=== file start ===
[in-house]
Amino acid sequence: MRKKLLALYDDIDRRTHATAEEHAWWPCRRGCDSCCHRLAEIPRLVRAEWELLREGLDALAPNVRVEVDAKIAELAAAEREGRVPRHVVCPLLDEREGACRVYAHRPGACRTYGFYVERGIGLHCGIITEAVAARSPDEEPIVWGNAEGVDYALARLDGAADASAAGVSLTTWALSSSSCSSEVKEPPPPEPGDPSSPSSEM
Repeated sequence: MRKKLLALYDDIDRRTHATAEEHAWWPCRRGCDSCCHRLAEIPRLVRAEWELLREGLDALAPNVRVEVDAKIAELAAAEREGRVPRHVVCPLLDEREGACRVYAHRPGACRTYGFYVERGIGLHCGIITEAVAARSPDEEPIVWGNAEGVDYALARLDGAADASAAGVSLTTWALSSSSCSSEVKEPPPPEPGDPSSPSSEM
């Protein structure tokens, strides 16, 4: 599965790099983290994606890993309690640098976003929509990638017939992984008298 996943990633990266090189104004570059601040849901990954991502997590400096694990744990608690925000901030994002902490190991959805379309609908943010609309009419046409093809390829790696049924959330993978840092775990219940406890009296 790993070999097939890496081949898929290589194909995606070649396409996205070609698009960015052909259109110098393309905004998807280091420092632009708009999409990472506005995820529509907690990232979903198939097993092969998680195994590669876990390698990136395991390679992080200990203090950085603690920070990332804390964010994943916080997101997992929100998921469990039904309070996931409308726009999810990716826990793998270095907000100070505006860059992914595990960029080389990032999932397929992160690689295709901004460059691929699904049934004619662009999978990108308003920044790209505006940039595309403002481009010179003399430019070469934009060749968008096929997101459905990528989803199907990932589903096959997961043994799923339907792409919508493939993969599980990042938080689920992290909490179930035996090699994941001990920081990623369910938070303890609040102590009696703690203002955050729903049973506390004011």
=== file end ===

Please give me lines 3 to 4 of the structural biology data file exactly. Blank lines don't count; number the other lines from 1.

Repeated sequence: MRKKLLALYDDIDRRTHATAEEHAWWPCRRGCDSCCHRLAEIPRLVRAEWELLREGLDALAPNVRVEVDAKIAELAAAEREGRVPRHVVCPLLDEREGACRVYAHRPGACRTYGFYVERGIGLHCGIITEAVAARSPDEEPIVWGNAEGVDYALARLDGAADASAAGVSLTTWALSSSSCSSEVKEPPPPEPGDPSSPSSEM
């Protein structure tokens, strides 16, 4: 599965790099983290994606890993309690640098976003929509990638017939992984008298 996943990633990266090189104004570059601040849901990954991502997590400096694990744990608690925000901030994002902490190991959805379309609908943010609309009419046409093809390829790696049924959330993978840092775990219940406890009296 790993070999097939890496081949898929290589194909995606070649396409996205070609698009960015052909259109110098393309905004998807280091420092632009708009999409990472506005995820529509907690990232979903198939097993092969998680195994590669876990390698990136395991390679992080200990203090950085603690920070990332804390964010994943916080997101997992929100998921469990039904309070996931409308726009999810990716826990793998270095907000100070505006860059992914595990960029080389990032999932397929992160690689295709901004460059691929699904049934004619662009999978990108308003920044790209505006940039595309403002481009010179003399430019070469934009060749968008096929997101459905990528989803199907990932589903096959997961043994799923339907792409919508493939993969599980990042938080689920992290909490179930035996090699994941001990920081990623369910938070303890609040102590009696703690203002955050729903049973506390004011």